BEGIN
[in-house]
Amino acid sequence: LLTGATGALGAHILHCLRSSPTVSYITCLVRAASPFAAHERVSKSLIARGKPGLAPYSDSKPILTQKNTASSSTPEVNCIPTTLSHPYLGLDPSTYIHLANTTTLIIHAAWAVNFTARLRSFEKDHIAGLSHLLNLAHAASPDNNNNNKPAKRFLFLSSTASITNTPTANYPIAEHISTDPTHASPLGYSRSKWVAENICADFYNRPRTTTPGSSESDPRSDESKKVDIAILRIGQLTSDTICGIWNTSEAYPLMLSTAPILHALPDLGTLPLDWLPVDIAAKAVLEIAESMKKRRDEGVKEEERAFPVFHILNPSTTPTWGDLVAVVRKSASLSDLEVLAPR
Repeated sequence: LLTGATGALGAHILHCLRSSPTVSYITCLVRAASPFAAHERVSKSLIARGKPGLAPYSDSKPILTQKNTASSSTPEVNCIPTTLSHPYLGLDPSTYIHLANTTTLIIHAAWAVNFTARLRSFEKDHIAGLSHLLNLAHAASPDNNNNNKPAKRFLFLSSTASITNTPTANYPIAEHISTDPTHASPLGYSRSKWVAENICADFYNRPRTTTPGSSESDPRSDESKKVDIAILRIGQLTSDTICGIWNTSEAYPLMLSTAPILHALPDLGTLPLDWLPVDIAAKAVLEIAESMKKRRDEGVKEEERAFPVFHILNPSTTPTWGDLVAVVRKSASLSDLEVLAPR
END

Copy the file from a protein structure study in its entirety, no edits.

[in-house]
Amino acid sequence: LLTGATGALGAHILHCLRSSPTVSYITCLVRAASPFAAHERVSKSLIARGKPGLAPYSDSKPILTQKNTASSSTPEVNCIPTTLSHPYLGLDPSTYIHLANTTTLIIHAAWAVNFTARLRSFEKDHIAGLSHLLNLAHAASPDNNNNNKPAKRFLFLSSTASITNTPTANYPIAEHISTDPTHASPLGYSRSKWVAENICADFYNRPRTTTPGSSESDPRSDESKKVDIAILRIGQLTSDTICGIWNTSEAYPLMLSTAPILHALPDLGTLPLDWLPVDIAAKAVLEIAESMKKRRDEGVKEEERAFPVFHILNPSTTPTWGDLVAVVRKSASLSDLEVLAPR
Repeated sequence: LLTGATGALGAHILHCLRSSPTVSYITCLVRAASPFAAHERVSKSLIARGKPGLAPYSDSKPILTQKNTASSSTPEVNCIPTTLSHPYLGLDPSTYIHLANTTTLIIHAAWAVNFTARLRSFEKDHIAGLSHLLNLAHAASPDNNNNNKPAKRFLFLSSTASITNTPTANYPIAEHISTDPTHASPLGYSRSKWVAENICADFYNRPRTTTPGSSESDPRSDESKKVDIAILRIGQLTSDTICGIWNTSEAYPLMLSTAPILHALPDLGTLPLDWLPVDIAAKAVLEIAESMKKRRDEGVKEEERAFPVFHILNPSTTPTWGDLVAVVRKSASLSDLEVLAPR